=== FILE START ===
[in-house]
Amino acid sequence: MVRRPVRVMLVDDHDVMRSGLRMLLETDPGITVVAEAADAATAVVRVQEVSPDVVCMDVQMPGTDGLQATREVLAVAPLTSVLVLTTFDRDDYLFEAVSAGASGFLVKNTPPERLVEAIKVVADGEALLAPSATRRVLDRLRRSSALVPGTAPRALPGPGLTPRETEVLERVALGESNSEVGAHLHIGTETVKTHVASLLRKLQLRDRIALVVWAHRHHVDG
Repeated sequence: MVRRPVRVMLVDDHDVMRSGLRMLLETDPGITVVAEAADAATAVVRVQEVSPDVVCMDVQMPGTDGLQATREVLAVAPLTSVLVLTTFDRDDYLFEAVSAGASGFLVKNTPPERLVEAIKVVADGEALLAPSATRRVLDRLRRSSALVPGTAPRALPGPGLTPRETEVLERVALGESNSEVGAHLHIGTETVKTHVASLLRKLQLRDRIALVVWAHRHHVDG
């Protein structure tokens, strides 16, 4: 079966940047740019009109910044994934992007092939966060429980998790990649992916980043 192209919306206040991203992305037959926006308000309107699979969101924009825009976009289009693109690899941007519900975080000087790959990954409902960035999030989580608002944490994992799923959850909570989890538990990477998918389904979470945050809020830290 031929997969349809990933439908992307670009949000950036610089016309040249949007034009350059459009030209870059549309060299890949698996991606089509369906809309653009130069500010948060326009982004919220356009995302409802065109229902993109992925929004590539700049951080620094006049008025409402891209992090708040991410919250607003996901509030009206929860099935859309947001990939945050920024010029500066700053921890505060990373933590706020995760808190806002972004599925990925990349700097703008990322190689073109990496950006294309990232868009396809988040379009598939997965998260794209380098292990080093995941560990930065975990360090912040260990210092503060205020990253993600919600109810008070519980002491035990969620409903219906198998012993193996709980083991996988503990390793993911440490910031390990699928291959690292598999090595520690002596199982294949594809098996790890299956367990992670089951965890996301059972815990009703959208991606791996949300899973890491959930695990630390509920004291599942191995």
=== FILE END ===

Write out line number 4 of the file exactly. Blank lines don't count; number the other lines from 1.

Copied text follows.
């Protein structure tokens, strides 16, 4: 079966940047740019009109910044994934992007092939966060429980998790990649992916980043 192209919306206040991203992305037959926006308000309107699979969101924009825009976009289009693109690899941007519900975080000087790959990954409902960035999030989580608002944490994992799923959850909570989890538990990477998918389904979470945050809020830290 031929997969349809990933439908992307670009949000950036610089016309040249949007034009350059459009030209870059549309060299890949698996991606089509369906809309653009130069500010948060326009982004919220356009995302409802065109229902993109992925929004590539700049951080620094006049008025409402891209992090708040991410919250607003996901509030009206929860099935859309947001990939945050920024010029500066700053921890505060990373933590706020995760808190806002972004599925990925990349700097703008990322190689073109990496950006294309990232868009396809988040379009598939997965998260794209380098292990080093995941560990930065975990360090912040260990210092503060205020990253993600919600109810008070519980002491035990969620409903219906198998012993193996709980083991996988503990390793993911440490910031390990699928291959690292598999090595520690002596199982294949594809098996790890299956367990992670089951965890996301059972815990009703959208991606791996949300899973890491959930695990630390509920004291599942191995």